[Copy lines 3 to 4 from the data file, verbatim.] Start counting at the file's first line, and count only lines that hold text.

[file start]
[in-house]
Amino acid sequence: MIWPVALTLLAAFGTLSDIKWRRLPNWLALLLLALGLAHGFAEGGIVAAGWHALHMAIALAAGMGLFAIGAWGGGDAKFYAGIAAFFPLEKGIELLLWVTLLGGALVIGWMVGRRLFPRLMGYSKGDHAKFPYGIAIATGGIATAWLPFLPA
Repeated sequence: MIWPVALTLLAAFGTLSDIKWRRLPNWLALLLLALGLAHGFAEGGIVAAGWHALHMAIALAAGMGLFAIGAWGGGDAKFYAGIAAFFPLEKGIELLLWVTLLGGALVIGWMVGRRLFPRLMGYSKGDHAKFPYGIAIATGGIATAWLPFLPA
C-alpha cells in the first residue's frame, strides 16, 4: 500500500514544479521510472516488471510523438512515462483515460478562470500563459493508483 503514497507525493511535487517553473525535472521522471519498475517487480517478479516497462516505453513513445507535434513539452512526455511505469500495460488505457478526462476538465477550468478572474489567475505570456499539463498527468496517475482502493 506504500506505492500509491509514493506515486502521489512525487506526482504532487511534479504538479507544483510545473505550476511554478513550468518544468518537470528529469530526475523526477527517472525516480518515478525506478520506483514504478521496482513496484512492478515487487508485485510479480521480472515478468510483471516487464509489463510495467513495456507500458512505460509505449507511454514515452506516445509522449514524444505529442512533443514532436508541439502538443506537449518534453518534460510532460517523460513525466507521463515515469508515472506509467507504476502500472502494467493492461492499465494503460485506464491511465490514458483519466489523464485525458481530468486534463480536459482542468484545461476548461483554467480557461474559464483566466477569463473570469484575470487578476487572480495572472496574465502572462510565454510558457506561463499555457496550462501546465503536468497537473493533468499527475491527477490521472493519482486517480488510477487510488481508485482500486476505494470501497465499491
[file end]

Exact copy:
Repeated sequence: MIWPVALTLLAAFGTLSDIKWRRLPNWLALLLLALGLAHGFAEGGIVAAGWHALHMAIALAAGMGLFAIGAWGGGDAKFYAGIAAFFPLEKGIELLLWVTLLGGALVIGWMVGRRLFPRLMGYSKGDHAKFPYGIAIATGGIATAWLPFLPA
C-alpha cells in the first residue's frame, strides 16, 4: 500500500514544479521510472516488471510523438512515462483515460478562470500563459493508483 503514497507525493511535487517553473525535472521522471519498475517487480517478479516497462516505453513513445507535434513539452512526455511505469500495460488505457478526462476538465477550468478572474489567475505570456499539463498527468496517475482502493 506504500506505492500509491509514493506515486502521489512525487506526482504532487511534479504538479507544483510545473505550476511554478513550468518544468518537470528529469530526475523526477527517472525516480518515478525506478520506483514504478521496482513496484512492478515487487508485485510479480521480472515478468510483471516487464509489463510495467513495456507500458512505460509505449507511454514515452506516445509522449514524444505529442512533443514532436508541439502538443506537449518534453518534460510532460517523460513525466507521463515515469508515472506509467507504476502500472502494467493492461492499465494503460485506464491511465490514458483519466489523464485525458481530468486534463480536459482542468484545461476548461483554467480557461474559464483566466477569463473570469484575470487578476487572480495572472496574465502572462510565454510558457506561463499555457496550462501546465503536468497537473493533468499527475491527477490521472493519482486517480488510477487510488481508485482500486476505494470501497465499491